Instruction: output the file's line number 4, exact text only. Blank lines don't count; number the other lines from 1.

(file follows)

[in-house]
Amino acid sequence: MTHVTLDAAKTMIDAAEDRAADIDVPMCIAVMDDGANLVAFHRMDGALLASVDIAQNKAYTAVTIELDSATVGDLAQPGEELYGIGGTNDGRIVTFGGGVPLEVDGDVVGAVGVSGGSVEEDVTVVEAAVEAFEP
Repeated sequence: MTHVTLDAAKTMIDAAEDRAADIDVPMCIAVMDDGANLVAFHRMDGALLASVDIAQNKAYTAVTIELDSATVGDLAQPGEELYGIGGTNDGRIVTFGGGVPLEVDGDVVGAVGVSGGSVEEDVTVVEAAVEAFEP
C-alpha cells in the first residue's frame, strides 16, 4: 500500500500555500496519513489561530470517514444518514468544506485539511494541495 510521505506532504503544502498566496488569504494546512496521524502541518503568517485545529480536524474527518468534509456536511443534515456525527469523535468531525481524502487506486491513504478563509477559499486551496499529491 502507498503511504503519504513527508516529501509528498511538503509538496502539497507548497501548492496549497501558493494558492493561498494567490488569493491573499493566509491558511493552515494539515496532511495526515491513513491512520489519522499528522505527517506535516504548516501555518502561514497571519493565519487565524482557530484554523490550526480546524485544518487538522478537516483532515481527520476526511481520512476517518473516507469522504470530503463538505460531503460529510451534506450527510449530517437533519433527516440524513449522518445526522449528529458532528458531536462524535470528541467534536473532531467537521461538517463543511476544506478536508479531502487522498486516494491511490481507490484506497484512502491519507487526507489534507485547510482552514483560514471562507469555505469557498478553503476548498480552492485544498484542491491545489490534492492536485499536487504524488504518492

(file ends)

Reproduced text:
C-alpha cells in the first residue's frame, strides 16, 4: 500500500500555500496519513489561530470517514444518514468544506485539511494541495 510521505506532504503544502498566496488569504494546512496521524502541518503568517485545529480536524474527518468534509456536511443534515456525527469523535468531525481524502487506486491513504478563509477559499486551496499529491 502507498503511504503519504513527508516529501509528498511538503509538496502539497507548497501548492496549497501558493494558492493561498494567490488569493491573499493566509491558511493552515494539515496532511495526515491513513491512520489519522499528522505527517506535516504548516501555518502561514497571519493565519487565524482557530484554523490550526480546524485544518487538522478537516483532515481527520476526511481520512476517518473516507469522504470530503463538505460531503460529510451534506450527510449530517437533519433527516440524513449522518445526522449528529458532528458531536462524535470528541467534536473532531467537521461538517463543511476544506478536508479531502487522498486516494491511490481507490484506497484512502491519507487526507489534507485547510482552514483560514471562507469555505469557498478553503476548498480552492485544498484542491491545489490534492492536485499536487504524488504518492